August Mountain Loop is a 5 mile trail you can take either instead of or in addition to Shellburg Falls (click here to read about my Shellburg Falls trek).  While nearly all of my previous hikes have been filled with beauty or had at least one landmark to make it all worth it, I have to admit I found this trail to be rather underwhelming.

shellburg falls and august mountain trail 042Underwhelming might be harsh. Maybe just whelming.

Based on the numerous thin tire treads on the trail, I can tell August Mountain gets a good deal of mountain bikers. Maybe it’s more exciting if you’re whizzing over this path on two wheels. Some of the land the trail goes through has a lot of cut timber. Since I usually only take photos I think make for beautiful shots, I ended up not taking many of this trail. Actually, that above photo is probably the most appealing one, and it almost looks lush and inviting, but most of the trail was sparse and logged. I can’t fault my trailbook though, I decided to hike it while I was already out at Shellburg Falls, so I was going into this trek blindly (which is not wise, but the path was obvious).

I’d say if the day is nice and you’re looking for a little more exercise while already out at the falls, this could be a decent addition. Otherwise, I wouldn’t drive out here solely for the purpose of hiking this somewhat battered forest trail alone.  According to Portland Hikers Field Guide, there are supposed to be some very pretty flowers on the forest floor, so this trail is likely a much better spring and summer trek than a midwinter one when snow has covered the ground.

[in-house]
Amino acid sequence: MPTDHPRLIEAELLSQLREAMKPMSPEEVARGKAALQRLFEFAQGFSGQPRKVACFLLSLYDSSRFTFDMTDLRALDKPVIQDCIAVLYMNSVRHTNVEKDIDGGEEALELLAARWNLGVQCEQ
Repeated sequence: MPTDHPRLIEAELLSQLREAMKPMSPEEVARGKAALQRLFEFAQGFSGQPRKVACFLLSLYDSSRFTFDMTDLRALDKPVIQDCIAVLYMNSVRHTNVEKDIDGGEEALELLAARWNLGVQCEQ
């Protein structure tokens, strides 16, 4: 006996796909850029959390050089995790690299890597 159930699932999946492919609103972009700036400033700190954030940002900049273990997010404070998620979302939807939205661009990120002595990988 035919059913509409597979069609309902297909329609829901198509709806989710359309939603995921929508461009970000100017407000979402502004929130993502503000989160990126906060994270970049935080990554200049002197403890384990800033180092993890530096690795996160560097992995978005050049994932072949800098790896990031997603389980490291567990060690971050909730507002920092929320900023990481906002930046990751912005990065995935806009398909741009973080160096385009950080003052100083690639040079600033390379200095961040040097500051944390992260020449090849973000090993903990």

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Treks Down: 44, Treks to Go: 8

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Trek #43: Shellburg Falls

Hiking to Shellburg Falls was, undoubtedly, one of the weirdest hikes I have ever trekked. The waterfall itself was absolutely breathtaking, as well as the area around it. But getting out there was not at all what I would ever expect from a hike listed in one of my trailbooks. For example, I never thought I’d have to gingerly step around sitting cows in the middle of a trail. Ever.

shellburg falls and august mountain trail 005I only felt comfortable photographing the ones further away, lest one get angry at me for capturing its soul and charging me. I actually don’t know anything about how cows work. For a hiker, I’m ridiculously urbane.